Nipping colorectal cancer in the budBy Rafael Castillo
Philippine Daily Inquirer
Cancer in any part of the body is always bad news, but with modern medicine, there are some cancers which can be cured permanently with early detection and treatment. One such cancer is colorectal cancer.
With two of my brothers dying from colon cancer, I have waged a personal crusade against this third most common cancer worldwide, and I support any campaign on educating the people on how to prevent it. There’s good evidence to show that one could figuratively nip it in the bud with early detection and excision of precancerous polyps through colonoscopy.
Colonoscopy is a relatively simple but life-saving procedure to visualize the entire length of the colon. The device gastroenterologists use consists of a long slender tube with a tiny camera at the tip. The tube is inserted up through the rectum, and a little pair of clippers at the end can excise polyps and other suspicious-looking growths so they can be biopsied to find out if they are cancerous.
I have been a beneficiary to this modern technology when I first underwent it a little over two years ago at the Manila Doctor’s Hospital. Noted gastroenterologist Dr. Choy Nolasco did the procedure on me with Dr. Mon Pesigan giving the intravenous sedation. Dr. Nolasco expertly removed three polyps from my colon, one of which was quite big already and almost ripe to become a cancerous tissue in a few years.
Although I was still a bit drowsy with the mild sedation Mon had given me, I cried like a small boy when Choy told me about the polyps she had removed. I couldn’t help but be overcome by two emotions—gladness and gratitude that the polyps were discovered early enough before they could become a fully developed Big C perhaps in a few years; and sadness as I remembered my two elder brothers whose lives were taken by colon cancer at the prime of their lives.
It is unfortunate that only about half of people who have strong indications for a colonoscopy have it done, because of misconceptions about the procedure, like it’s “embarrassing, uncomfortable and risky.” In expert hands like those of Dr. Nolasco, the risk of complications is extremely low.
Colonoscopy usually takes less than an hour. Except for some cramping or bloating, one wakes up from the procedure feeling rested and relaxed from the short-acting sedative one is given for anesthesia.
A study recently published in the New England Journal of Medicine, shows that colonoscopies, by detecting and excising precancerous polyps, can cut the risk of dying from colon cancer by 53 percent. The study, which evaluated the long-term impact of polyp removal, was conducted by a team at the Memorial Sloan-Kettering Cancer Center in New York.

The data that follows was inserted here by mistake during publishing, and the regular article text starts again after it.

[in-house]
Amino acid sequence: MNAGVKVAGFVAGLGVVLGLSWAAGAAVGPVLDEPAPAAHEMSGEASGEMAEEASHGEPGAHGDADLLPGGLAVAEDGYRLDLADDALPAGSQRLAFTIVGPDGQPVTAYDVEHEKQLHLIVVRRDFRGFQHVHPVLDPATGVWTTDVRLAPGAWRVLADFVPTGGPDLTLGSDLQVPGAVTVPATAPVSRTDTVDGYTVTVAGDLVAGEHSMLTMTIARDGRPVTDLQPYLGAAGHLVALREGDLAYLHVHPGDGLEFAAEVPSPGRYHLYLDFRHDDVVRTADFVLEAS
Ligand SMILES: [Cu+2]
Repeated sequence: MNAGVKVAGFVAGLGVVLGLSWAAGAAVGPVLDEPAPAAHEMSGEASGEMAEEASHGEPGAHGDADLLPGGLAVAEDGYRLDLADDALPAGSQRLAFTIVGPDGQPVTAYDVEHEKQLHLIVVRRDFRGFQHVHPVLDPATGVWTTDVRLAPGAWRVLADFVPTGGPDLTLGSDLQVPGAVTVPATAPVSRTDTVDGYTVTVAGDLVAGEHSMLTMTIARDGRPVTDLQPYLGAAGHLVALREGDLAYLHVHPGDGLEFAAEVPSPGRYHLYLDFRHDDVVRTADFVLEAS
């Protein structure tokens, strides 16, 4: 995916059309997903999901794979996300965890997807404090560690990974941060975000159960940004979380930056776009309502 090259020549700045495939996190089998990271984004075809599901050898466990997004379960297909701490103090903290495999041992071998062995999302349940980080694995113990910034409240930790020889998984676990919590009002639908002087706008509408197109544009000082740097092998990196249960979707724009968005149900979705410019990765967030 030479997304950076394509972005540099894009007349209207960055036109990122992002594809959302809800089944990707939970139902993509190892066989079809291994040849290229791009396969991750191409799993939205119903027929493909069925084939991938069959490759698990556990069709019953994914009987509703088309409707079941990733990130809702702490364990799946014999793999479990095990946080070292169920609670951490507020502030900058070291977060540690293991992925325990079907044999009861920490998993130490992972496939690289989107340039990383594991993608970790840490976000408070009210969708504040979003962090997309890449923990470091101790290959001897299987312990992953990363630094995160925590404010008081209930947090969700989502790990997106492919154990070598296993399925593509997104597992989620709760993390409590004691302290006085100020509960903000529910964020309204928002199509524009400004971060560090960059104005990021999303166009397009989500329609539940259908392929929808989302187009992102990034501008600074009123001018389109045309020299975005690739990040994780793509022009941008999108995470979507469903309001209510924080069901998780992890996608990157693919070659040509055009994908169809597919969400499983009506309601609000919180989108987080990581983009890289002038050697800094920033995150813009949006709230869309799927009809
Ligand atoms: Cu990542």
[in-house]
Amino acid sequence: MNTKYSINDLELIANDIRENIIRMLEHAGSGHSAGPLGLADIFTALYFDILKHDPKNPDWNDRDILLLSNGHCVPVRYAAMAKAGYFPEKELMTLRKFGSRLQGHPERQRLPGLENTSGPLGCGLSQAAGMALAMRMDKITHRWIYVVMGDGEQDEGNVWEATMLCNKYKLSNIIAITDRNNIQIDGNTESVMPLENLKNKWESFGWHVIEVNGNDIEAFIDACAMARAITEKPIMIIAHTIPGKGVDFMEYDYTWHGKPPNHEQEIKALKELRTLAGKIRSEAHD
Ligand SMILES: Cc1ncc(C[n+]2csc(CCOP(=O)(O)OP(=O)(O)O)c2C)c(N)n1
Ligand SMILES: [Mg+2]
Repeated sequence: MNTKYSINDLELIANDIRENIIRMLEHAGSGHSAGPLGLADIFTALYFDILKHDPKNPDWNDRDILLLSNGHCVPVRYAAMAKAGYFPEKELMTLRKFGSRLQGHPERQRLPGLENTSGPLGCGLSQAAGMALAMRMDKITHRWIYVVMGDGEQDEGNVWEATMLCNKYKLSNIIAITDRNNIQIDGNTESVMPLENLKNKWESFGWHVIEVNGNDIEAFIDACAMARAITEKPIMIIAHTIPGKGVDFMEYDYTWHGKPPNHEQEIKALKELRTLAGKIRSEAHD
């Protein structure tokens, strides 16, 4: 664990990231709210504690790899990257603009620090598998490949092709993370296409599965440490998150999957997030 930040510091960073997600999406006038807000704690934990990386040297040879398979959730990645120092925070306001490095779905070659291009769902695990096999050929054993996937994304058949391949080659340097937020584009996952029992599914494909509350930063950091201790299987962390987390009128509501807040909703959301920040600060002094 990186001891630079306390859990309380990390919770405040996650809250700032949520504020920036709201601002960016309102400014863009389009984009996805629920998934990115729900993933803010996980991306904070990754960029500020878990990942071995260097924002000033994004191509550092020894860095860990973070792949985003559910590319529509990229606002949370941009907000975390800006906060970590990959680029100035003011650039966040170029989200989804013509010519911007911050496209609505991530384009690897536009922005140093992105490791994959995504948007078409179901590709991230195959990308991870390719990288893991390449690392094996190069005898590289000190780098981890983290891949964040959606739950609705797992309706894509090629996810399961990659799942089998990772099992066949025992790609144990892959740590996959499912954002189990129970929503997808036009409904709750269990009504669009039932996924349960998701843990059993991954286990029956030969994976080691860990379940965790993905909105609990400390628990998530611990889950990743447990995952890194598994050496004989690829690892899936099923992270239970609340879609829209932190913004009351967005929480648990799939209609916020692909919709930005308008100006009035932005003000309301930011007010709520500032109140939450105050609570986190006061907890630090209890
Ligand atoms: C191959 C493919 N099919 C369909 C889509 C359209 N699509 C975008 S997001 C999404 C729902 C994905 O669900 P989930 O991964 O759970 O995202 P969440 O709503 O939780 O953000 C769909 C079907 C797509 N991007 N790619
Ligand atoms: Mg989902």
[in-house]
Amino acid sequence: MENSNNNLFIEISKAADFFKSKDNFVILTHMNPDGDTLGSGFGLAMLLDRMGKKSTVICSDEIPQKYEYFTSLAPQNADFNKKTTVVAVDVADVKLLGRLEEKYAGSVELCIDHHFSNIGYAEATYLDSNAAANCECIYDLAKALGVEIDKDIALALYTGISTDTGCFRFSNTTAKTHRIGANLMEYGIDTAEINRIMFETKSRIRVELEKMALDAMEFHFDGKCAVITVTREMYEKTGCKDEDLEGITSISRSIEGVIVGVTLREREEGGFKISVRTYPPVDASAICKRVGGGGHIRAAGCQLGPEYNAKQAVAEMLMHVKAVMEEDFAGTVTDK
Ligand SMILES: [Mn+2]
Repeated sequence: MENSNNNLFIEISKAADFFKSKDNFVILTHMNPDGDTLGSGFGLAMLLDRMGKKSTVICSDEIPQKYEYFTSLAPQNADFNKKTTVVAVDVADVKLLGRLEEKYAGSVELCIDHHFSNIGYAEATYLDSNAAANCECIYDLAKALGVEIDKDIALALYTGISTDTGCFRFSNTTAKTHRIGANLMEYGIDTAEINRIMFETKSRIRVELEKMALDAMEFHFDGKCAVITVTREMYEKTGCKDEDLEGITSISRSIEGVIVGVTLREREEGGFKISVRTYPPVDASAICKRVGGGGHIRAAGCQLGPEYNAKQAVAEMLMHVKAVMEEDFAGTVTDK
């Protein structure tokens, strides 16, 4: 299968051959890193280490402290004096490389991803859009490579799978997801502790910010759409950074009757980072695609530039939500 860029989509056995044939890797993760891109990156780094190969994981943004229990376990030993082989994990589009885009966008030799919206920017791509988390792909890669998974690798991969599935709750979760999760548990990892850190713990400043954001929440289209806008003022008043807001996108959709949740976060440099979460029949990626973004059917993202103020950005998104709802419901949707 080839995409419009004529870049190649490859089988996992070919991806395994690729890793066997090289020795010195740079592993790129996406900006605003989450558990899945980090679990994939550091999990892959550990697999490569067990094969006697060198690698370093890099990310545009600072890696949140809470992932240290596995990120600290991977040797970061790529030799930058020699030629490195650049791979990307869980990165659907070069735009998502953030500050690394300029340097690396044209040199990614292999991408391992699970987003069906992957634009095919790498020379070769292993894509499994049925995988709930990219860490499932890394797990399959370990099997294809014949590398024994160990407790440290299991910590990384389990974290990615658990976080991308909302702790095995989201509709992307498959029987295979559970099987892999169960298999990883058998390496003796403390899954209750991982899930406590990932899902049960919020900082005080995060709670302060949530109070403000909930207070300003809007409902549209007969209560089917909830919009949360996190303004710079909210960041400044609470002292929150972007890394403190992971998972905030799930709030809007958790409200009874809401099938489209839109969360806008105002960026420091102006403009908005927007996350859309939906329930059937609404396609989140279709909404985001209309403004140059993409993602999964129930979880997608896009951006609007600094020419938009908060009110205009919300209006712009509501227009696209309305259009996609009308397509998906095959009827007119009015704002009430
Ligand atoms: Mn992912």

“This study is showing both a reduction in colon cancer incidence and colon cancer deaths by removing the adenomas, and it’s a long-term effect,” said Dr. Ann Zauber of the Memorial Sloan-Kettering Cancer Center in New York, and chief author of the study. “This is reassuring for people to come in for screening,” she was quoted in an interview.
Even if one has no symptoms, colonoscopy should ideally be done at age 50; but for those with a strong family history of colorectal cancer or polyps, it should be done earlier. If normal, it can be repeated every seven to 10 years; which is so little a price to pay for early detection of a potentially life-threatening illness. If there are findings like polyps, it should be done more frequently.
One year after polyps are removed, a repeat or “clean-up” colonoscopy is usually recommended. Dr. Choy did a repeat colonoscopy on me recently and thanks God my whole colon is clean now, without a trace of any of the polyps she found during my first colonoscopy almost two years earlier.
We also welcome the development of a new, simple stool test called fecal immunochemical testing (FIT) as a cost-effective screening test for colon polyps and cancerous tissues. It’s inexpensive and non-invasive, which makes it ideal. When used together with colonoscopy, many high-risk patients can be spared from the specter of colorectal cancer.
If you have a close relative diagnosed to have colorectal cancer or polyps, or if you have symptoms like blood in the stools or a change in your bowel movement, it’s about time you had yourself screened for colorectal cancer. Experts assure you—you can literally nip it in the bud. If you wait until it has blossomed into a flower, the story becomes entirely different.
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